July Issue 2015
Book Review: Conflict Resolution in Multicultural Societies
By Javed Jabbar | Books | Published 8 years ago
This book is of special relevance for readers in Pakistan for three reasons. First, because it chronicles with dates and details how the Indian State, our most difficult neighbour, has attempted with substantial effort, yet limited success, to adapt its constituent state-units (provinces) to its vast ethnic and cultural diversity. Second, because it is a compact, handy source of information on this subject for Pakistan, where knowledge about India is mainly confined to a broad awareness of the northern Hindi-speaking parts (and Bollywood trivia), whereas this book provides considerable detail about south India and North-East India. Third, because both India and Pakistan are part of an unfolding era in regional and global history when established state frontiers are being breached or facing threat from various sources including ethnic and cultural forces.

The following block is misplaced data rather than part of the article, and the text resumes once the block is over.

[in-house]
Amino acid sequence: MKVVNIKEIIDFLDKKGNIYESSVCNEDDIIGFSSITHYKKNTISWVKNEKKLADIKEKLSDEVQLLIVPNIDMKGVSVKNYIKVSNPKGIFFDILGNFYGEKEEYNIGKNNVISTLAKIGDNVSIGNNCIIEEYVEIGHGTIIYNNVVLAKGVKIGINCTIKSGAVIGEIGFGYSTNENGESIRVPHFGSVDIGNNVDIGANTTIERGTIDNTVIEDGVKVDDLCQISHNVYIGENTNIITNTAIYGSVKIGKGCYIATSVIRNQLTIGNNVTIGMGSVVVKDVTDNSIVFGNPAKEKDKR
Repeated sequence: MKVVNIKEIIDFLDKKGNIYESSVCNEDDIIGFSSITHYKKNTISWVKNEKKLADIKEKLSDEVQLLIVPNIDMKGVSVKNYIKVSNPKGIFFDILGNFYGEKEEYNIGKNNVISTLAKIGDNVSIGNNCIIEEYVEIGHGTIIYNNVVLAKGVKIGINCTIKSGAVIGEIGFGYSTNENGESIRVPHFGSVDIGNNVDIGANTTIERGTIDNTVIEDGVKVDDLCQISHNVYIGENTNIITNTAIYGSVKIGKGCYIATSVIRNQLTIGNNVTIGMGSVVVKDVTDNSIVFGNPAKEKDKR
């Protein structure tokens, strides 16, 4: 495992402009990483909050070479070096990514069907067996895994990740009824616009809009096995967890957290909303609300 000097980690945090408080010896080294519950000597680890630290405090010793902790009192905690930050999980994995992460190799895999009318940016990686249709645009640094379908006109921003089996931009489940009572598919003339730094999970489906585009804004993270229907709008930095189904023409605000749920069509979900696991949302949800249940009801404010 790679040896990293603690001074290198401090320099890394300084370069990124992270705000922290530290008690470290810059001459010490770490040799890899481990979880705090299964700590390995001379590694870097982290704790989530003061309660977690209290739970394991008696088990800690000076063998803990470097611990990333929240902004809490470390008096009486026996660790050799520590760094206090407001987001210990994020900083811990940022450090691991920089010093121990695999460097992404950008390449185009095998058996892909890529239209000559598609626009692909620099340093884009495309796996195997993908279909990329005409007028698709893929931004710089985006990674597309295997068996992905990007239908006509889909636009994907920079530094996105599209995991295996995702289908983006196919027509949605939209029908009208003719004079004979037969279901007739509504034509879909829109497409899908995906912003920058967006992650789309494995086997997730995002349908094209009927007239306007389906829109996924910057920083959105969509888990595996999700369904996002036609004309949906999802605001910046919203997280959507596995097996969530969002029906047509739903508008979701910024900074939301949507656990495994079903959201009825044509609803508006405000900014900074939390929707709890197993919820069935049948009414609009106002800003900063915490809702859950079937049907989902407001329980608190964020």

The author is an assistant professor of Political Science at St Xavier’s College, Kolkatta. The principal part of the book is the text of her doctoral thesis. A thesis is a good starting point for a book. But further research and reflection is required before it can become a fulsome book for the specialist and general reader. Further, at critical points, the national identity of the author appears to prevent an impartial and objective assessment of major failures in India to effectively address the intricate demands of diversity. Lastly, there are basic lapses of syntax and textual construction. Neither the author nor the book’s editors have paid necessary attention to these details before going into print.